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Inhabitation - A Novel - cover

Inhabitation - A Novel

Teru Miyamoto

Translator Roger K. Thomas

Publisher: Counterpoint

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Summary

A living lizard nailed to a pillar and a young man bound by a family misfortune––a tale that poses questions about life, death, and karma by one of Japan’s most beloved living writers.

In 1970s Osaka, college student Tetsuyuki moves into a shabby apartment to evade his late father’s creditors. But the apartment’s electricity hasn’t been reconnected yet, and Tetsuyuki spends his first night in darkness. Wanting to hang up a tennis cap from his girlfriend, Yōko, he fumbles about in the dark and drives a nail into a pillar. The next day he discovers that he has pierced the body of a lizard, which is still alive. He decides to keep it alive, giving it food and water and naming it Kin.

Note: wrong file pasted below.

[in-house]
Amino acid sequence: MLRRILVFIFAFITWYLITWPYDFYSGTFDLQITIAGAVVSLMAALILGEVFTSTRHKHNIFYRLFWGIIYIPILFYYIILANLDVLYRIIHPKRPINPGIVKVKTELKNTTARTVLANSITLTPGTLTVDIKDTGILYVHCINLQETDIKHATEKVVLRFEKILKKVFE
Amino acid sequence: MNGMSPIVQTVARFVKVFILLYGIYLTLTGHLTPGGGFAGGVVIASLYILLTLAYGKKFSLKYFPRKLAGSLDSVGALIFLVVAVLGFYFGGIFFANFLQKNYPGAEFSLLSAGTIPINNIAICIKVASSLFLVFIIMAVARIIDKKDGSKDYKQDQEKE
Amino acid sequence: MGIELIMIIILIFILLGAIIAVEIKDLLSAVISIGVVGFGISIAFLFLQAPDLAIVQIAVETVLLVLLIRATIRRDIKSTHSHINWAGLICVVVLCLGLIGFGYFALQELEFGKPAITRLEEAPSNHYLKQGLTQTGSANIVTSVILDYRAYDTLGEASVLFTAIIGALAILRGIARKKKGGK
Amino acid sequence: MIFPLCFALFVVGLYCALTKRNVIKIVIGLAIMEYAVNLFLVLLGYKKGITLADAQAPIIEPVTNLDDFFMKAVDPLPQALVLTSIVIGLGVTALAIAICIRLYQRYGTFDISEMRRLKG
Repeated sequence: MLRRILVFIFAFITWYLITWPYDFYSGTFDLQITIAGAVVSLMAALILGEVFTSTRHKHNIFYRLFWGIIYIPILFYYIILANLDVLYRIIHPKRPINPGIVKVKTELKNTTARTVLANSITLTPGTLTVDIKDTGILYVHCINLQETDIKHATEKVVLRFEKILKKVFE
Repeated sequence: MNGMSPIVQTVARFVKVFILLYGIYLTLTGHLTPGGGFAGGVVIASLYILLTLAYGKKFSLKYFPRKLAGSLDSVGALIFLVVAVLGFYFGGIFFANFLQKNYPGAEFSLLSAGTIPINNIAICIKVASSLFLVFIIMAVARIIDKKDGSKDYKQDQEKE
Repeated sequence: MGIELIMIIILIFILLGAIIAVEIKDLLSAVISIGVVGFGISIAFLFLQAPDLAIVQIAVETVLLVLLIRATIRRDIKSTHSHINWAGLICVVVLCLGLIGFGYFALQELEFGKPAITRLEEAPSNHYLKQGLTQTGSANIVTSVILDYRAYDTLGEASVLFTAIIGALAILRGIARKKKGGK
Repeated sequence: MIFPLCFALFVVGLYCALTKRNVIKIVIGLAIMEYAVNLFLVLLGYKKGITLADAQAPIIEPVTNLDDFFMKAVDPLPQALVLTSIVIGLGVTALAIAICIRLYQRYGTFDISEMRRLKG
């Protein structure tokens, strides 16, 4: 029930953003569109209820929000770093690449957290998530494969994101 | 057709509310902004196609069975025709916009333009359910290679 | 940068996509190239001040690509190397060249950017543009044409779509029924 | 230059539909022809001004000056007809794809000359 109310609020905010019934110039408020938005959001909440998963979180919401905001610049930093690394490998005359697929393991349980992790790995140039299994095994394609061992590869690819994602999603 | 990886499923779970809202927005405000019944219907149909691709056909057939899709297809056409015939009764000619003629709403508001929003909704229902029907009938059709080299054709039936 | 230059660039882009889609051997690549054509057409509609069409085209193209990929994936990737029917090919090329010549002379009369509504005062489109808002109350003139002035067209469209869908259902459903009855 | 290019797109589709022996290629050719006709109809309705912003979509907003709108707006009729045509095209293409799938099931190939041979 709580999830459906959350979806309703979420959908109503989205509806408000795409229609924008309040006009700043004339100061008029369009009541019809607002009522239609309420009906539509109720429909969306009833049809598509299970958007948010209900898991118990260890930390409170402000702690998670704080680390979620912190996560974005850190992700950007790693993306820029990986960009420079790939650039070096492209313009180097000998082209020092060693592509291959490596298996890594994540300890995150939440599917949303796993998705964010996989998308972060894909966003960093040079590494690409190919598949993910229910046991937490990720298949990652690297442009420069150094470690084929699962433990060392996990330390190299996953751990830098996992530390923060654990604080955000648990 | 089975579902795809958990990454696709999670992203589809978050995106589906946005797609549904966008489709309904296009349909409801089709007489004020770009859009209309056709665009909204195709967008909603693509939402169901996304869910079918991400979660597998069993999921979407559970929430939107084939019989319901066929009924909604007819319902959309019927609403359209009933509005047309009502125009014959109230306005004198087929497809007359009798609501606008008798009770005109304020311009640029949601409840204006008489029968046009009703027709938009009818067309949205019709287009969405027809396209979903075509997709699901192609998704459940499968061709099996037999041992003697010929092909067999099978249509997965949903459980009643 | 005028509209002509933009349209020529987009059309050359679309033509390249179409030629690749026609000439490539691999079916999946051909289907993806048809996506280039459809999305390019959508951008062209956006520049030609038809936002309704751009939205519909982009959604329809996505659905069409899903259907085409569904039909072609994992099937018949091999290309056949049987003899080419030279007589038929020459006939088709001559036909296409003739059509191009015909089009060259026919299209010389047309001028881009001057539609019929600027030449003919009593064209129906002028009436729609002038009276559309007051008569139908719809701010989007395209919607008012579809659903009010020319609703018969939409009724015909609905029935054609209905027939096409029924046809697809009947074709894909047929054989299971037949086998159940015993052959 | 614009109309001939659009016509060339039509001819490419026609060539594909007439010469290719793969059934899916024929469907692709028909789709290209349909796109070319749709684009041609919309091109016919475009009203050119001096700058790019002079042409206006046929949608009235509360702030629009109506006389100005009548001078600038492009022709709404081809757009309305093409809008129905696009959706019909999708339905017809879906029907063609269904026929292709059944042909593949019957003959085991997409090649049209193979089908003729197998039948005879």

Inhabitation unfolds from there, following the complications in Tetsuyuki’s relationship with Yōko, a friendship with his supervisor who hides his heart disease at work, and his father’s creditors, always close on his heels. Daunted, Tetsuyuki speaks to Kin night after night, and Kin’s peculiarly tortured situation reflects the mingled pain, love, and guilt that infuses Tetsuyuki’s human relationships.

For more than four decades, Teru Miyamoto’s gentle prose—which often explores a kind of spiritual isolation—has enthralled Japanese readers. Now, translator Roger K. Thomas brings one of Miyamoto’s most well-loved novels to an English-speaking audience for the first time. 

Praise from Booksellers

"Miyamoto’s Inhabitation, appearing for the first time in English thanks to the fine folks at Counterpoint Press, begins simply and strangely: Tetsuyuki, in the pitch black of a new apartment, drives a nail into a pillar, and accidentally pierces through a lizard that miraculously survives. The novel unfolds from there, dealing with themes of love, human relationships, life, and death. Blending the surreal with the mundane, Miyamoto’s novel is sure to appeal to fans of Japanese literature and those who enjoy a fair dose of existential philosophizing in their novels. Strange, bleakly humorous, and at its core deeply human, Inhabitation is an engaging literary novel about the deeper questions in life." —Caleb Masters, Bookmarks (Winston-Salem, NC)

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